Several days before the iPad 2 was formally announced, and again literally hours before Apple’s special media event in San Francisco took place, we published solid information from reputable sources indicating that Apple did not have sufficient inventory for a proper launch of a new iPad. Contacts told us that the sort of massive but quiet build-up necessary for a new product launch had not yet begun, and at the rate things were going, Apple would not be in proper shape for a minimum of two weeks—quite possibly four.

It’s hard to know exactly what the folks at Apple were thinking when they announced that iPad 2 would start shipping only 9 days later, but it’s obvious in retrospect that the decision carried some unusually negative consequences. There are the obvious ones—the widespread grumbles about sell-outs at various American stores, unavailability of specific models* that customers were looking for, and lingering questions as to whether international launches would be delayed. History has shown that Apple doesn’t sweat these issues much in public, always falling back on some variation of a familiar refrain: “demand is so amazing that we’re just trying to make as many as people want.” It repeated that phrase almost verbatim in a press release this morning confirming that this Friday’s iPad 2 international launch is still largely on track.

But behind the scenes, the company knows that it has serious supply problems on its hands, and that it is not only risking a loss of customer good will with 4-week online delivery dates and uncertain in-store waits, but even further issues due to the demand that international launches and scalpers are creating. Calls for an iPad 2 Inventory Tracking Tool are becoming louder, as are complaints from users who have stood in line awaiting iPad 2 supplies that seem to keep on running out. Apple hasn’t put out its typical “one million sold” announcement yet, either, which given the scope of demand would presumably have been quite fast had the company actually had sufficient units to sell.

That Apple launched the iPad 2 before it was completely ready to do so was evident in other places, too. The company sent new window displays to stores so late that some pieces were actually being installed while customers were waiting in line for the product to launch, a rare peek behind the curtain for a company that typically delights in revealing things only when they’re finished. iPad 2 boxes—and those of the Smart Cover—shipped without any reference to the “iPad 2” name, an odd omission for the detail-obsessed company. Also, the iPad 2 Dock still hasn’t arrived in stores, possibly because of last-minute packaging changes.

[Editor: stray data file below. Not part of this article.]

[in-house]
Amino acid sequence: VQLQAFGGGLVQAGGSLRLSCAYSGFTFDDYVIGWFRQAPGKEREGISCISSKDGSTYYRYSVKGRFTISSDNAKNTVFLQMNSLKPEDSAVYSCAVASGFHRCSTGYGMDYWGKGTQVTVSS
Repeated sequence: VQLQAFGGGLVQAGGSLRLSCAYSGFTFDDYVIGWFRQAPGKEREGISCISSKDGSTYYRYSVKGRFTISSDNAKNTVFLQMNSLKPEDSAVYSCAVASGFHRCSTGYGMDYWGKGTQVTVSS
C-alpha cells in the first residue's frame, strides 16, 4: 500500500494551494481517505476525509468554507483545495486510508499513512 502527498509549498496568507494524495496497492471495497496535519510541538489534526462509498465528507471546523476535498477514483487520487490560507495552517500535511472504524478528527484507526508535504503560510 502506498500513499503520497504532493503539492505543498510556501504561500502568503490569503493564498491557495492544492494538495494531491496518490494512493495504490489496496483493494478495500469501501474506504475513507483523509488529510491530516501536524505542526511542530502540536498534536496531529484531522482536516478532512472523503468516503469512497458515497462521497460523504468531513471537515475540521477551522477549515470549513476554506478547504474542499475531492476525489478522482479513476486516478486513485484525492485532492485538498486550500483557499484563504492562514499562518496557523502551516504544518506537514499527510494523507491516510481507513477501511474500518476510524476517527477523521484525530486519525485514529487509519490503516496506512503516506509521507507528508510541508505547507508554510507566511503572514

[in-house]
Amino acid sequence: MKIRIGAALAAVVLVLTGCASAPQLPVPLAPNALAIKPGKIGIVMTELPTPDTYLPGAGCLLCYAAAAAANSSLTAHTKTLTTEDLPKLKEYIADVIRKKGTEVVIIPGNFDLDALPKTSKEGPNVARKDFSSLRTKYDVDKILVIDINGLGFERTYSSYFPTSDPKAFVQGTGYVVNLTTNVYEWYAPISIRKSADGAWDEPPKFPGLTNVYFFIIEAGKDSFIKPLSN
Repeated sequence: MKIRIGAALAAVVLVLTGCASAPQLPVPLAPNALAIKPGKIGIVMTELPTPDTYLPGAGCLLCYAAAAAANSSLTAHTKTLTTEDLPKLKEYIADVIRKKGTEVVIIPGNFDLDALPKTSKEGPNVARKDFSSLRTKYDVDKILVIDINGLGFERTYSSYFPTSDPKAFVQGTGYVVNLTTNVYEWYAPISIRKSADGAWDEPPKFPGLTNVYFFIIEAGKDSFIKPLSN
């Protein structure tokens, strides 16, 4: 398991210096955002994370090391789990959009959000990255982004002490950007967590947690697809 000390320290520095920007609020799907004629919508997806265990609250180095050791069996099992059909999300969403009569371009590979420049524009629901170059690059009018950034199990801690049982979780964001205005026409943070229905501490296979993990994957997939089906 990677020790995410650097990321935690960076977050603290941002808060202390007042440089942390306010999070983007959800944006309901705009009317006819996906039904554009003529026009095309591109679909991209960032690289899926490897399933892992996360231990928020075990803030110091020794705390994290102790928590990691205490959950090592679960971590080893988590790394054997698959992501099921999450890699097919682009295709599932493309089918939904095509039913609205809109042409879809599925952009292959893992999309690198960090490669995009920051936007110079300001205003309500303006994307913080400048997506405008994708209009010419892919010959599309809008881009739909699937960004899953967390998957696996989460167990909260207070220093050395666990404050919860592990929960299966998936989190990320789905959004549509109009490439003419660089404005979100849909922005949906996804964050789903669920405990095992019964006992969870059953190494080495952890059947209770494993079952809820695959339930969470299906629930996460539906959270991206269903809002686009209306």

Compounding these issues is the iPad 2’s screen light leak problem, which may or may not have been the last-minute production issue that was reported to be screen-related and impacting pre-release supply levels. Users who have attempted to swap modestly affected iPad 2s for fully working replacements have surprisingly found that Apple has plenty of extra iPad 2’s to go around, but the swapped units have even bigger problems than the ones they returned. Perhaps this is a sign that more obviously imperfect units wound up as replacement stock for ones that were built properly from the get-go. Maybe not.

Particularly in light of Apple’s decision to go ahead with iPad 2 launches in additional countries this week, it will be interesting to see how long the supply and production issues take to resolve. Given what’s transpired so far, we’re thinking things will ease up in some territories by May or early June, before which most of the hard-core fans will have gotten their hands on iPad 2 hardware, leaving additional inventory for mainstream customers. To fulfill most of its demand, Apple may have to hold off on offering versions of the iPad 2 that need to be customized for specific carriers—such as additional CDMA partners—in order to make as many GSM and Wi-Fi versions as possible.

(* = In light of gripes from launch day buyers who were offered Verizon CDMA iPad 2s that were available but apparently unwanted, or a color/capacity choice that wasn’t the one a person preferred, we’re really wondering whether Apple will be able to pull off an integrated GSM/CDMA iPhone 5 so that it needn’t manufacture and offer 8 different versions of the phone this year—white and black, across two capacities, and split between GSM and CDMA. Hints in the iOS 4.3 code seem to suggest that there will be separate GSM and CDMA versions, but we’d bet that Apple’s been trying as hard as possible to make a universal “worldphone” happen, and only antenna engineering challenges could stand in the way.)

Readers, what do you think?